It is instructive I guess to learn why people oppose certain things, like gay marriage; I didn’t strictly read this book to learn about
But I also have issues with trust, at times.
I’m certainly aware that I have fears, which I guess is the opposite of trust. I mean, sometimes it’s okay. I certainly don’t fear being unimportant, or even, sometimes being imperfect. When I was eating with my brother and his family for Christmas, we went to a place that supposedly had that one vegetarian option, but it didn’t, it turns out you had to order something non-vegetarian and then specify for them to hold the meat, which I did, and then I got pasta with chicken anyway. It was fine. What’s saving the environment got to do with Christmas, absolutely nothin’, nuh. Of course, intellectually, you know, they probably just threw out the chicken meal, (hopefully some dishwasher ate it, but maybe not), and therefore my brothers’ dollars probably paid for another chicken’s death because of my meal, just as surely as if I had put the flesh in my mouth. But, what are you gonna do. Christmas is the festival of sin, and I’m just some HomeGoods cashier, not someone who designs holidays, right. It’s not important what I think.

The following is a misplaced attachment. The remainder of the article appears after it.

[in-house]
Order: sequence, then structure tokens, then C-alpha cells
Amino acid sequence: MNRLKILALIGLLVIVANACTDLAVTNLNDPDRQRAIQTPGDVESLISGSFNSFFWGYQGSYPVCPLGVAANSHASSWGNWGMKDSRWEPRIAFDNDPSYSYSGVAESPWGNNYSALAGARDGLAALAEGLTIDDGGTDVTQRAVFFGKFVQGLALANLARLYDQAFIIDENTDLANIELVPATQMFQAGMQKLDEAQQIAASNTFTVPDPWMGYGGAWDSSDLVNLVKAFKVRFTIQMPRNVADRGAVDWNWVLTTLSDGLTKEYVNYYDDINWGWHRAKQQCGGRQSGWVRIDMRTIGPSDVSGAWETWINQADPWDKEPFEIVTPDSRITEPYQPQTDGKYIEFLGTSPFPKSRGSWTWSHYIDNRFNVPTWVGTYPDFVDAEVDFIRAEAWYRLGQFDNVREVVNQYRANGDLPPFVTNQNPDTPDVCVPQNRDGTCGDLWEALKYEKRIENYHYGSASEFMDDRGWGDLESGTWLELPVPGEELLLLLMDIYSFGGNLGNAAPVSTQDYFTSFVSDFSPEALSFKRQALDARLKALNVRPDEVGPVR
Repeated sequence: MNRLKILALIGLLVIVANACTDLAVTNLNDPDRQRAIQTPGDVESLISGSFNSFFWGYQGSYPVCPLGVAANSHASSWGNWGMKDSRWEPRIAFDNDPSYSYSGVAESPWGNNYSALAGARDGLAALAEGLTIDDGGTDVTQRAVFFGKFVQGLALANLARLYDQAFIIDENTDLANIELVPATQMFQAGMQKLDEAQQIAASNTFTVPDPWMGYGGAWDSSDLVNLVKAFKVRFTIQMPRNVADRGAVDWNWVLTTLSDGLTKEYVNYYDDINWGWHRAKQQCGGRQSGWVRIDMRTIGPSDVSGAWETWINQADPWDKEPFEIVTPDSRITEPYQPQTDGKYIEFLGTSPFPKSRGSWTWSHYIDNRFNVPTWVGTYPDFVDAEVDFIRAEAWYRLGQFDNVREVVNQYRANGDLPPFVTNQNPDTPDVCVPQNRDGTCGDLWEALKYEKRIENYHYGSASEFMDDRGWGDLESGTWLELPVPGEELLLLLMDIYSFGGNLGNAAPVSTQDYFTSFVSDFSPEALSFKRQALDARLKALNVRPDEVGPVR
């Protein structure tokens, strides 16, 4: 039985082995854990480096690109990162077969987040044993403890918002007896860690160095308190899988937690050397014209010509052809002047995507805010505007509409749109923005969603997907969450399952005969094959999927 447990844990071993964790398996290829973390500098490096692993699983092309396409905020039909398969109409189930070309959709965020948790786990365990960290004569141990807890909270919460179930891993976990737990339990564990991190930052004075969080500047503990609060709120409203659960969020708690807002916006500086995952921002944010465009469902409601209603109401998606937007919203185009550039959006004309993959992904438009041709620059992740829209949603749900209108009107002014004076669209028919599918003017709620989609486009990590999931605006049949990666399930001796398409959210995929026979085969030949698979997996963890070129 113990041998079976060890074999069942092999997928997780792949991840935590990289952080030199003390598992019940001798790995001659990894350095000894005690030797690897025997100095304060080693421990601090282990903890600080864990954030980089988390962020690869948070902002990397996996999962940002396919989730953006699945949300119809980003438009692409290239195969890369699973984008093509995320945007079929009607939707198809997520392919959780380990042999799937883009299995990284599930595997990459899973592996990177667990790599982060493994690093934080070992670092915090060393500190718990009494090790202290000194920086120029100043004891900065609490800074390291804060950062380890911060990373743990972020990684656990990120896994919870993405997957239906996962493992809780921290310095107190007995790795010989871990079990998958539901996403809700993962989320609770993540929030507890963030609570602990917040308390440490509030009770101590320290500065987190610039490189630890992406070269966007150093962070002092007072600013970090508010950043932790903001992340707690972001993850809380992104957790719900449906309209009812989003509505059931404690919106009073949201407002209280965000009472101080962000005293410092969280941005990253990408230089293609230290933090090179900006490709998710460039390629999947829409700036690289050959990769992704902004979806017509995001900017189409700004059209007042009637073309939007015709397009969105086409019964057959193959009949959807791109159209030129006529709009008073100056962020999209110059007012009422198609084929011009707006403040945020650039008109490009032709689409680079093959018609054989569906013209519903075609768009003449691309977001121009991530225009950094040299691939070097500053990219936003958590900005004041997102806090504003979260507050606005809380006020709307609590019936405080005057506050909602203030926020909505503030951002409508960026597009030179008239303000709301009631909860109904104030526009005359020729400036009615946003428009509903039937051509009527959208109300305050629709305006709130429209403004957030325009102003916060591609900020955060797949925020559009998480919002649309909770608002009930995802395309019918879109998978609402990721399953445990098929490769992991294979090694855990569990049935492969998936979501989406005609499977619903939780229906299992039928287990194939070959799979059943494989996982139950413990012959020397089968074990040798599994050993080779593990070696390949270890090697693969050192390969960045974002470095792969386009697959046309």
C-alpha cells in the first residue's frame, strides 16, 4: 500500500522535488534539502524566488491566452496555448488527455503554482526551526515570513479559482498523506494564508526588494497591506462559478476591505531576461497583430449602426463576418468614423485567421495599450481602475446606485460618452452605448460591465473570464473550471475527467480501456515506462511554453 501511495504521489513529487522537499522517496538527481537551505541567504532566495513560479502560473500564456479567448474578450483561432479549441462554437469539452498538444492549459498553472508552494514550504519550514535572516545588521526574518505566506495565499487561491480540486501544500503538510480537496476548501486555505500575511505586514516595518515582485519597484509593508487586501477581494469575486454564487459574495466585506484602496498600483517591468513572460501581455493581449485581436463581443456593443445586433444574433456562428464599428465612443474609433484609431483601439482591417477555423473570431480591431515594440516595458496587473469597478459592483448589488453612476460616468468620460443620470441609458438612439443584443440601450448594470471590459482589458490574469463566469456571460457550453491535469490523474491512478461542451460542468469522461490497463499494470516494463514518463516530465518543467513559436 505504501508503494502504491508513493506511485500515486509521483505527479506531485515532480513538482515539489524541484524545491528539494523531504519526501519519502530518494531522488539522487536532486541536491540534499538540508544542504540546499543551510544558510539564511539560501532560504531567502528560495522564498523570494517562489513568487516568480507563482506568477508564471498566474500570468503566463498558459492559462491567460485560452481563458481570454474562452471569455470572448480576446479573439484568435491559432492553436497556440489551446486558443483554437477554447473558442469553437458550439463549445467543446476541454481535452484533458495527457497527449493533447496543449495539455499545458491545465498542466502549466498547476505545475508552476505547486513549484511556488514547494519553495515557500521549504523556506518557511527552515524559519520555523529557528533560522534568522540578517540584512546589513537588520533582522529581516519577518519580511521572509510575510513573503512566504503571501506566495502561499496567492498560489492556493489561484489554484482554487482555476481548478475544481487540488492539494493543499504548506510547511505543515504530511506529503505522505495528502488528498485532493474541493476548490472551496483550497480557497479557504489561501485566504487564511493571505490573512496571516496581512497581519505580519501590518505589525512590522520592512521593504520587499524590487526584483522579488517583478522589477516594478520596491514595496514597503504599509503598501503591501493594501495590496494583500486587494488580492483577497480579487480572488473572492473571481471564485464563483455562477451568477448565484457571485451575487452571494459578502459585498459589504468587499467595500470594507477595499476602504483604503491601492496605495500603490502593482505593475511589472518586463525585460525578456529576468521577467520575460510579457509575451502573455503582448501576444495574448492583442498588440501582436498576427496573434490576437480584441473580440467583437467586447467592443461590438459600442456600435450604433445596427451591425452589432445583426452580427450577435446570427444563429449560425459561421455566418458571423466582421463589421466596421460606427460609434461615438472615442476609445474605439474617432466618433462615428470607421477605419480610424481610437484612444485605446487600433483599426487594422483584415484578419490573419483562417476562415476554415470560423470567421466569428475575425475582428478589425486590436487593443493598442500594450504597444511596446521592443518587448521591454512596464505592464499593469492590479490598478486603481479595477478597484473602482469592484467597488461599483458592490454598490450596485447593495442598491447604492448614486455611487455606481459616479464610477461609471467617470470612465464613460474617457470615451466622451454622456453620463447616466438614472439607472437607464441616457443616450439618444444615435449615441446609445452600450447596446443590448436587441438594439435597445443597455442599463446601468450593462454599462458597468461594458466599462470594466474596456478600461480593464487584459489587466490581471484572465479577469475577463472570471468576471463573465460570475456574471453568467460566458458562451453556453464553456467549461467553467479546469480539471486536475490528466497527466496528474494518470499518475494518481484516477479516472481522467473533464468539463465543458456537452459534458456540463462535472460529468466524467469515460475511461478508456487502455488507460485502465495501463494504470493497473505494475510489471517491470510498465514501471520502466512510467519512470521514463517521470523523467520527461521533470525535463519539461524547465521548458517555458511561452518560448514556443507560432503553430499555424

But then—and I won’t go into this fully, because people who are outsiders to the life in my head won’t understand; you’ll just think I’m a nut, because I got very unconscious—in my head I dealt very poorly with being told, I don’t know, implicitly this and that, Stop making noise stop dragging me down, don’t be a burden. It triggered my fear of abandonment and sin, you know—lots of childhood regression going on. (I can kinda see it happening with my nephew, too. “You’re not a good little boy if you don’t sit still! If you’re not a good little boy you’ll be punished like the slaves!”, but nobody is seriously concerned with, Look At Me, I’m Important, because that’s what his parents do. They would just rather he say, Look at YOU; YOU are important!! Lol 😆…. And there was certainly a time when I thought I was important, you know; maybe there’s a vestige of that in not wanting to be called bad, you know. “But I love you! YOU are important!” —Please. Get a better job; then you can flatter me.)